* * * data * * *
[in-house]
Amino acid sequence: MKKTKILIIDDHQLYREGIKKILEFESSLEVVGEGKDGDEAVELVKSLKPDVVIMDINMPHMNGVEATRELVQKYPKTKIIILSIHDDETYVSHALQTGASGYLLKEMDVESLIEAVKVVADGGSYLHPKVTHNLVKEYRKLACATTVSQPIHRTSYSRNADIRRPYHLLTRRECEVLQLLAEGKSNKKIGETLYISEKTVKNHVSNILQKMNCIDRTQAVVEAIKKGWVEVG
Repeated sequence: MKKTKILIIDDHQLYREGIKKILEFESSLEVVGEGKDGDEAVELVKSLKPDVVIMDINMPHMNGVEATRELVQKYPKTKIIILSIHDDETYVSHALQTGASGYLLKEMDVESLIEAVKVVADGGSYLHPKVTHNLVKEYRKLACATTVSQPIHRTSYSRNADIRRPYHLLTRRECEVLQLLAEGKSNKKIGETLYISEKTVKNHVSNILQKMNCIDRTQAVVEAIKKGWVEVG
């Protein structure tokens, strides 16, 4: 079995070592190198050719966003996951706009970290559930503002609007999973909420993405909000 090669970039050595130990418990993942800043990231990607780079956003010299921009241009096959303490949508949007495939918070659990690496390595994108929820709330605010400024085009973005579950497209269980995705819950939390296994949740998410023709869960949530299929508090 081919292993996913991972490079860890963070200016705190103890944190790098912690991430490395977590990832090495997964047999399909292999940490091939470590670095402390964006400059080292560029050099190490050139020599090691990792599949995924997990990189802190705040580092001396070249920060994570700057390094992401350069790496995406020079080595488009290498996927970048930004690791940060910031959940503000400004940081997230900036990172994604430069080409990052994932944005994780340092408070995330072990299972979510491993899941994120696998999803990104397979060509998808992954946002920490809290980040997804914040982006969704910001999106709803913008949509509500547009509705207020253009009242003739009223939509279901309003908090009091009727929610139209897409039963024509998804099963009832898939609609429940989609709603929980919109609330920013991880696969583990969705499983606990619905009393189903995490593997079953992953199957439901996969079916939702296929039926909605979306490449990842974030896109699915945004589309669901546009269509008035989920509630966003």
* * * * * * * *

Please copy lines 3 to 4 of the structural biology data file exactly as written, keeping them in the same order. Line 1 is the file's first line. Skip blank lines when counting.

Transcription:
Repeated sequence: MKKTKILIIDDHQLYREGIKKILEFESSLEVVGEGKDGDEAVELVKSLKPDVVIMDINMPHMNGVEATRELVQKYPKTKIIILSIHDDETYVSHALQTGASGYLLKEMDVESLIEAVKVVADGGSYLHPKVTHNLVKEYRKLACATTVSQPIHRTSYSRNADIRRPYHLLTRRECEVLQLLAEGKSNKKIGETLYISEKTVKNHVSNILQKMNCIDRTQAVVEAIKKGWVEVG
């Protein structure tokens, strides 16, 4: 079995070592190198050719966003996951706009970290559930503002609007999973909420993405909000 090669970039050595130990418990993942800043990231990607780079956003010299921009241009096959303490949508949007495939918070659990690496390595994108929820709330605010400024085009973005579950497209269980995705819950939390296994949740998410023709869960949530299929508090 081919292993996913991972490079860890963070200016705190103890944190790098912690991430490395977590990832090495997964047999399909292999940490091939470590670095402390964006400059080292560029050099190490050139020599090691990792599949995924997990990189802190705040580092001396070249920060994570700057390094992401350069790496995406020079080595488009290498996927970048930004690791940060910031959940503000400004940081997230900036990172994604430069080409990052994932944005994780340092408070995330072990299972979510491993899941994120696998999803990104397979060509998808992954946002920490809290980040997804914040982006969704910001999106709803913008949509509500547009509705207020253009009242003739009223939509279901309003908090009091009727929610139209897409039963024509998804099963009832898939609609429940989609709603929980919109609330920013991880696969583990969705499983606990619905009393189903995490593997079953992953199957439901996969079916939702296929039926909605979306490449990842974030896109699915945004589309669901546009269509008035989920509630966003």